Intelligent CIO Africa Issue 43 - Page 29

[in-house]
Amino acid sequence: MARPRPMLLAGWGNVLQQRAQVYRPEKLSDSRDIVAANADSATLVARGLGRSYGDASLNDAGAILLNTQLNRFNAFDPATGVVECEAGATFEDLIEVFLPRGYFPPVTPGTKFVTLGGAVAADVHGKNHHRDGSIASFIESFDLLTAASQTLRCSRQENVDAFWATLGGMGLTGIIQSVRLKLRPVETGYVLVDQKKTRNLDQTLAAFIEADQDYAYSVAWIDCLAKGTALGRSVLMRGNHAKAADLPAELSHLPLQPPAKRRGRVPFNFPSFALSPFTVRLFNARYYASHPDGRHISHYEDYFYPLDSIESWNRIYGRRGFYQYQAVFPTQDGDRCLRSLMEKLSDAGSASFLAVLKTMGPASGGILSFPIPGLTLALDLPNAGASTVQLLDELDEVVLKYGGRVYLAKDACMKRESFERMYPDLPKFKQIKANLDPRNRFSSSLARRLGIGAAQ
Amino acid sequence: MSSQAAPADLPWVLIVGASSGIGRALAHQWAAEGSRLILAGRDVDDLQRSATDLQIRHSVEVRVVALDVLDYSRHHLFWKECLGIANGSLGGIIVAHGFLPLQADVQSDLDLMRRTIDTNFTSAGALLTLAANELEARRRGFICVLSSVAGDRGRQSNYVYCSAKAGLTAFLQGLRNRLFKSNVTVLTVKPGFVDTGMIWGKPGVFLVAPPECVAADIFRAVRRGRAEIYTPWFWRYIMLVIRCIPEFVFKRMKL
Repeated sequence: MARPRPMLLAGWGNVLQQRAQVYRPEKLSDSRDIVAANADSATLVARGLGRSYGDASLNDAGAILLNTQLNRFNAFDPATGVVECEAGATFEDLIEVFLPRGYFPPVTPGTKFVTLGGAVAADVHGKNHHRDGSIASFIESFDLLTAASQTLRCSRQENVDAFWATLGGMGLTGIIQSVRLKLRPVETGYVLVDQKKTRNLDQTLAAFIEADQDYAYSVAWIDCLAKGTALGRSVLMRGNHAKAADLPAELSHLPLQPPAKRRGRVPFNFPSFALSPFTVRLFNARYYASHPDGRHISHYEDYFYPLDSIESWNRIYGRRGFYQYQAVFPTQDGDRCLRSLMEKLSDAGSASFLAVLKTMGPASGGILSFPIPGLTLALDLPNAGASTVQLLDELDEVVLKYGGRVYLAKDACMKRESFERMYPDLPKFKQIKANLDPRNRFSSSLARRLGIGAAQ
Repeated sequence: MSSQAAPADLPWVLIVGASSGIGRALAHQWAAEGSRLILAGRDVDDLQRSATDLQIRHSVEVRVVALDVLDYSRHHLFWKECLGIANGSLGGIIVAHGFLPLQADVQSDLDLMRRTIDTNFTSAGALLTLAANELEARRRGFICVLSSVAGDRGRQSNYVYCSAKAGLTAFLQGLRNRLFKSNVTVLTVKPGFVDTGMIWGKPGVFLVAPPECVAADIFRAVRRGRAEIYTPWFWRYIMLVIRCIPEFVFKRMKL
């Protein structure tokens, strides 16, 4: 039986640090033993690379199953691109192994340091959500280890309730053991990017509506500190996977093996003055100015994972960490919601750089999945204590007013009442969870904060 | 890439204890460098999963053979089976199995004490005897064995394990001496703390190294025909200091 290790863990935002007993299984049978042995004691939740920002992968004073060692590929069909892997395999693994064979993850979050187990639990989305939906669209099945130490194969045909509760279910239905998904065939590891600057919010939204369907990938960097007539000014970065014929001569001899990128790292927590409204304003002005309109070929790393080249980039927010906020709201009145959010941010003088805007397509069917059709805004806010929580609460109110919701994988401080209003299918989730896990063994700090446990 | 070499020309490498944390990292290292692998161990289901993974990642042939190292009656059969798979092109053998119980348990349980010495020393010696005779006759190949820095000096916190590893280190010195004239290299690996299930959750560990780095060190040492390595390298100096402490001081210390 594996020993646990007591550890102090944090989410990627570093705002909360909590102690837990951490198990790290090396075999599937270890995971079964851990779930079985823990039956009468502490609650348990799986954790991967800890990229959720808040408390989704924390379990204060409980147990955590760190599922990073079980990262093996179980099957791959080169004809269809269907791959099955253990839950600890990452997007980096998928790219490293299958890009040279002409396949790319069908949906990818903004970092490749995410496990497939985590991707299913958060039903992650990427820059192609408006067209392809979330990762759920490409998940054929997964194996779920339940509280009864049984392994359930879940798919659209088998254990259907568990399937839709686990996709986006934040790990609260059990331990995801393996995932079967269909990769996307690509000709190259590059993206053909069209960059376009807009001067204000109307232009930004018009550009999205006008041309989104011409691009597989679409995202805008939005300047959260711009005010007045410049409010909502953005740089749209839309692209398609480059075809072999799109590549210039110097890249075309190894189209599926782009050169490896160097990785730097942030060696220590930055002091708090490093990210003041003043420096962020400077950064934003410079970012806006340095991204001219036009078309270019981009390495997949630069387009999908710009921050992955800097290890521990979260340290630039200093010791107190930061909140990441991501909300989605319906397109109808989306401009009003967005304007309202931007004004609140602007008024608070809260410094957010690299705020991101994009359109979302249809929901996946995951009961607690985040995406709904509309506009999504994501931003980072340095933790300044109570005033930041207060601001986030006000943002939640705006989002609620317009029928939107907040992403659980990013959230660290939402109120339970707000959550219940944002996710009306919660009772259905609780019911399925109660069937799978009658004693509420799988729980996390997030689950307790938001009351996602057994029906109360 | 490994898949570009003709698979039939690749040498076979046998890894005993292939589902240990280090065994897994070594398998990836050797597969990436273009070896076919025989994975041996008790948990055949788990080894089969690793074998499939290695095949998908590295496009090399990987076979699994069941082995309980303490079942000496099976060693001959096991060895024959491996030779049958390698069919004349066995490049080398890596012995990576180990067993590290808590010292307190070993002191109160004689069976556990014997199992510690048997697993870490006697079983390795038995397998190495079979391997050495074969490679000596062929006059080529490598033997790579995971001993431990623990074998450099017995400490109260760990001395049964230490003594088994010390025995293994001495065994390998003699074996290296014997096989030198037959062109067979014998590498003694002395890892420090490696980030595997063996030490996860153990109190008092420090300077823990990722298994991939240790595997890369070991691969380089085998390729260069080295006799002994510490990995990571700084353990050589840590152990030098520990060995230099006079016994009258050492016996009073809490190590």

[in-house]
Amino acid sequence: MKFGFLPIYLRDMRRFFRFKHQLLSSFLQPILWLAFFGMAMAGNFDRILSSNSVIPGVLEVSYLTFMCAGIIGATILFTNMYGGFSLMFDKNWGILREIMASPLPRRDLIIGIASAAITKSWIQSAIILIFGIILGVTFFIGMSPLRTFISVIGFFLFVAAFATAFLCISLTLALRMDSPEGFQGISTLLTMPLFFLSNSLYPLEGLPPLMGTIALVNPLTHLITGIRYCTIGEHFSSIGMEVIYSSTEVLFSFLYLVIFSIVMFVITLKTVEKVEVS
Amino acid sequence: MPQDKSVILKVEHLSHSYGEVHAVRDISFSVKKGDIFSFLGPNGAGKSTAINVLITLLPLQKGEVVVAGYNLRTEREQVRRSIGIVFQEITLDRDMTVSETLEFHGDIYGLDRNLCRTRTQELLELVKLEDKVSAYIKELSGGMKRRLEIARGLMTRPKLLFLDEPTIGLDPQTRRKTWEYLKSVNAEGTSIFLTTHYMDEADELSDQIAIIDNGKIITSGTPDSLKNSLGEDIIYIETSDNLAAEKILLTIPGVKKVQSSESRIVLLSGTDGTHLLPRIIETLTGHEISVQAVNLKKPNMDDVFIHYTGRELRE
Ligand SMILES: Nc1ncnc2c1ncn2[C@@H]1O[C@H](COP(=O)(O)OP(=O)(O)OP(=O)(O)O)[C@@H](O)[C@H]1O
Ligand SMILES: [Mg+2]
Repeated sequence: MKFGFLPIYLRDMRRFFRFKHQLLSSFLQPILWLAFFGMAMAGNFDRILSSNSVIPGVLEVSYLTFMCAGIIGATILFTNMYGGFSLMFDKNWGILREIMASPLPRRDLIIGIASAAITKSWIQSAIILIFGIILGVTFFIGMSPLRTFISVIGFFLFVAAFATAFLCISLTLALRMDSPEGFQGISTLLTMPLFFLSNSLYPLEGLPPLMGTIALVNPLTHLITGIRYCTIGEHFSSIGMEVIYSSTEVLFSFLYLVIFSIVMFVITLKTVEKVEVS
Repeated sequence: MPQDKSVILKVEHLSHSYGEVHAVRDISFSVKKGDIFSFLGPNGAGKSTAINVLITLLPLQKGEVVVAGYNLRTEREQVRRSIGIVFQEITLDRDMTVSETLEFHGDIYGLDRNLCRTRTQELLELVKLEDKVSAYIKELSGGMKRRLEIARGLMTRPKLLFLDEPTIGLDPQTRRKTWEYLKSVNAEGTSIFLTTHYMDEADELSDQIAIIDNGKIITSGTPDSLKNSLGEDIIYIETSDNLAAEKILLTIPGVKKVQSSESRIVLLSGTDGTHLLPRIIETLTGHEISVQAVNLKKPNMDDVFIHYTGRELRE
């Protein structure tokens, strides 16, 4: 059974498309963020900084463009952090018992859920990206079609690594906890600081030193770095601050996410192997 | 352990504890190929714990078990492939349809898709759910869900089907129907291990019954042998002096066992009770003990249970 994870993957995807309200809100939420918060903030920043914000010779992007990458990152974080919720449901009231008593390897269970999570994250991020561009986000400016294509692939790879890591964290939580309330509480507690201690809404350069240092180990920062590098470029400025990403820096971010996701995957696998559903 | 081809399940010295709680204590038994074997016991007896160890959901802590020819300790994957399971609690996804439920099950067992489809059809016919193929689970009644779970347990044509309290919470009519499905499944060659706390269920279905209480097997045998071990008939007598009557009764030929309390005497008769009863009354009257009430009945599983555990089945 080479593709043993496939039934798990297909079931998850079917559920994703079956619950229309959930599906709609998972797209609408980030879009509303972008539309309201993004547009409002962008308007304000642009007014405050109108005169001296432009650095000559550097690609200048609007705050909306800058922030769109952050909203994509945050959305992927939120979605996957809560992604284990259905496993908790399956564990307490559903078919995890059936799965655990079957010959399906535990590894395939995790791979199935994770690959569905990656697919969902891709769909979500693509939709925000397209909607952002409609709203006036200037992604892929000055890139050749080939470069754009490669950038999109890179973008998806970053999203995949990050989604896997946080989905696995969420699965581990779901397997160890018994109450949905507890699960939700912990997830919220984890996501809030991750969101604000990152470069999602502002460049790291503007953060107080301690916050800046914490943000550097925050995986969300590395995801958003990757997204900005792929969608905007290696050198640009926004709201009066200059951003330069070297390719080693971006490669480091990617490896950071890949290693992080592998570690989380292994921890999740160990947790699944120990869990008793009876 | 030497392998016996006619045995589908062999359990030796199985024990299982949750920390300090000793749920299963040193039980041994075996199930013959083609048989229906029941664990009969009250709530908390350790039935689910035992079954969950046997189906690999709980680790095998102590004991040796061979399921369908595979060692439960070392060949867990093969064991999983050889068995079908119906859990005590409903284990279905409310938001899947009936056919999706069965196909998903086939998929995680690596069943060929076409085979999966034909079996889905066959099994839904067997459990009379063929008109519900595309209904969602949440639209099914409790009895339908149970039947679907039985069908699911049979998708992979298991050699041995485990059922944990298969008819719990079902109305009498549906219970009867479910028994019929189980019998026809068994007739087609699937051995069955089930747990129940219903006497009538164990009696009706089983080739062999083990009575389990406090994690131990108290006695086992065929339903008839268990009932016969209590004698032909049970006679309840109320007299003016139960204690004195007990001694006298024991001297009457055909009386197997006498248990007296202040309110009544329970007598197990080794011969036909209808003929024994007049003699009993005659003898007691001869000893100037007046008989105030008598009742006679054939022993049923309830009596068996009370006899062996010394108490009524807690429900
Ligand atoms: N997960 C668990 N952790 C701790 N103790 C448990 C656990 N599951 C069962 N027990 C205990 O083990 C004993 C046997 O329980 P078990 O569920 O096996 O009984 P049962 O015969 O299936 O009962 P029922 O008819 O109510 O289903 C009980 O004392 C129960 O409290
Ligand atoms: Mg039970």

Q + A + Q + A + Q + A + Q + A + Q + A + Q + A + Q + A + JOHN O’KEEFFE, VP EMEA, LOOKER EDITOR’S QUESTION Organisations are increasingly using cloud strategies to boost evolving Digital Transformation efforts and achieve greater agility. While public cloud engagement has no doubt influenced this spike in adoption, businesses are increasingly looking for solutions that are capable of going beyond standard deployments, seeking those that also support IaaS, SaaS and private infrastructures. It’s unsurprising, therefore, that enterprises are opting for a more tailormade approach to meeting their cloud infrastructure needs, outside of current individual offerings. No longer required to pick just one of the vast amount of vendors and technologies available, organisations across EMEA are choosing to operate in a multi-cloud environment. This has resulted in a new era in which organisations are opting to take a modern approach to the way in which their various cloud offerings integrate with other tools and platforms across the business. Until recently, the relationship between business intelligence systems and cloud providers has been straightforward. BI tools have traditionally been created with a single-vendor architecture in mind, allowing for seamless integration with any one cloud model. However, since the multi-cloud market has matured and become the new norm, things have changed. Companies are now taking advantage of the many different possibilities available to them and as a result, shifting the way they use business intelligence tools. They are quickly embracing the many benefits of a build your own bespoke offering, making it unique to their business and data requirements. As part of the changing nature of multi-cloud – in which personalisation is everything – it’s critical that businesses are also entitled to flexibility when it comes to their data platforms. This freedom allows organisations to review approaches and change them as and when they need to, based on a variety of different infrastructures, applications and needs. While some BI features may appear similar on the surface, regardless of which vendor supplies them, access to capabilities can sometimes be limited, depending on a few different factors. Through a multi-cloud business intelligence approach, companies can avoid vendor lock-in, instead leveraging strengths from a whole catalogue of tools. Over the next few years, as emerging technologies such as Machine Learning (ML), Artificial Intelligence (AI) and the Internet of Things (IoT) continue to change the nature of business functions and operations, the adoption of multiple cloud vendors will no doubt grow even greater. As the importance of multi-cloud for the future of Business Intelligence continues to accelerate, now is the time for organisations to work out what is important to them and go on to define their approach to data. • INTELLIGENTCIO 29